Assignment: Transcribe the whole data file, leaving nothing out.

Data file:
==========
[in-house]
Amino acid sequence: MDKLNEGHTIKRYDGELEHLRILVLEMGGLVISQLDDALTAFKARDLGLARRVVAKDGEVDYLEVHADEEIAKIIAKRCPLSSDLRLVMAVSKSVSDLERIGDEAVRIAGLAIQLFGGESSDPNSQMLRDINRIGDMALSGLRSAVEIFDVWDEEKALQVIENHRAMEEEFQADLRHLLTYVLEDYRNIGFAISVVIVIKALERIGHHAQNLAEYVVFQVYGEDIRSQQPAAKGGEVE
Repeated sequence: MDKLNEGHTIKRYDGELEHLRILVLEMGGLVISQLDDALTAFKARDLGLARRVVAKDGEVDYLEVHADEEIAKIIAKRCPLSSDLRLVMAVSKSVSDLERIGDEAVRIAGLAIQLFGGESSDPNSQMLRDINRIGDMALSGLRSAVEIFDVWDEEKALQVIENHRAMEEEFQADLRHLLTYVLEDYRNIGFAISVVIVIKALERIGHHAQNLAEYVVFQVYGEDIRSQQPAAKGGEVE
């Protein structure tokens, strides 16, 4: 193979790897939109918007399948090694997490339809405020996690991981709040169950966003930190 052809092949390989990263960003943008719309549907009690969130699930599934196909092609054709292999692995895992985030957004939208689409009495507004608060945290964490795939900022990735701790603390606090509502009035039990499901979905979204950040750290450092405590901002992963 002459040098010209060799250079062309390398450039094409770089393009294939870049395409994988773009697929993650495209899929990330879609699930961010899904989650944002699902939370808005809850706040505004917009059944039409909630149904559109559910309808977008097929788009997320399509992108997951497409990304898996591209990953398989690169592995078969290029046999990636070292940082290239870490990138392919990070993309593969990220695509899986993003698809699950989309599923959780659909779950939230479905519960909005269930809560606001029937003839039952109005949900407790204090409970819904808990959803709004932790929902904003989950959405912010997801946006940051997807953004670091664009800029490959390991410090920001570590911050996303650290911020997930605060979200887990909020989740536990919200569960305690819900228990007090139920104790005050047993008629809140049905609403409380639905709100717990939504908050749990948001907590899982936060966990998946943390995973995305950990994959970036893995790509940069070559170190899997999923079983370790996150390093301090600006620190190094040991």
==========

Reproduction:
[in-house]
Amino acid sequence: MDKLNEGHTIKRYDGELEHLRILVLEMGGLVISQLDDALTAFKARDLGLARRVVAKDGEVDYLEVHADEEIAKIIAKRCPLSSDLRLVMAVSKSVSDLERIGDEAVRIAGLAIQLFGGESSDPNSQMLRDINRIGDMALSGLRSAVEIFDVWDEEKALQVIENHRAMEEEFQADLRHLLTYVLEDYRNIGFAISVVIVIKALERIGHHAQNLAEYVVFQVYGEDIRSQQPAAKGGEVE
Repeated sequence: MDKLNEGHTIKRYDGELEHLRILVLEMGGLVISQLDDALTAFKARDLGLARRVVAKDGEVDYLEVHADEEIAKIIAKRCPLSSDLRLVMAVSKSVSDLERIGDEAVRIAGLAIQLFGGESSDPNSQMLRDINRIGDMALSGLRSAVEIFDVWDEEKALQVIENHRAMEEEFQADLRHLLTYVLEDYRNIGFAISVVIVIKALERIGHHAQNLAEYVVFQVYGEDIRSQQPAAKGGEVE
């Protein structure tokens, strides 16, 4: 193979790897939109918007399948090694997490339809405020996690991981709040169950966003930190 052809092949390989990263960003943008719309549907009690969130699930599934196909092609054709292999692995895992985030957004939208689409009495507004608060945290964490795939900022990735701790603390606090509502009035039990499901979905979204950040750290450092405590901002992963 002459040098010209060799250079062309390398450039094409770089393009294939870049395409994988773009697929993650495209899929990330879609699930961010899904989650944002699902939370808005809850706040505004917009059944039409909630149904559109559910309808977008097929788009997320399509992108997951497409990304898996591209990953398989690169592995078969290029046999990636070292940082290239870490990138392919990070993309593969990220695509899986993003698809699950989309599923959780659909779950939230479905519960909005269930809560606001029937003839039952109005949900407790204090409970819904808990959803709004932790929902904003989950959405912010997801946006940051997807953004670091664009800029490959390991410090920001570590911050996303650290911020997930605060979200887990909020989740536990919200569960305690819900228990007090139920104790005050047993008629809140049905609403409380639905709100717990939504908050749990948001907590899982936060966990998946943390995973995305950990994959970036893995790509940069070559170190899997999923079983370790996150390093301090600006620190190094040991």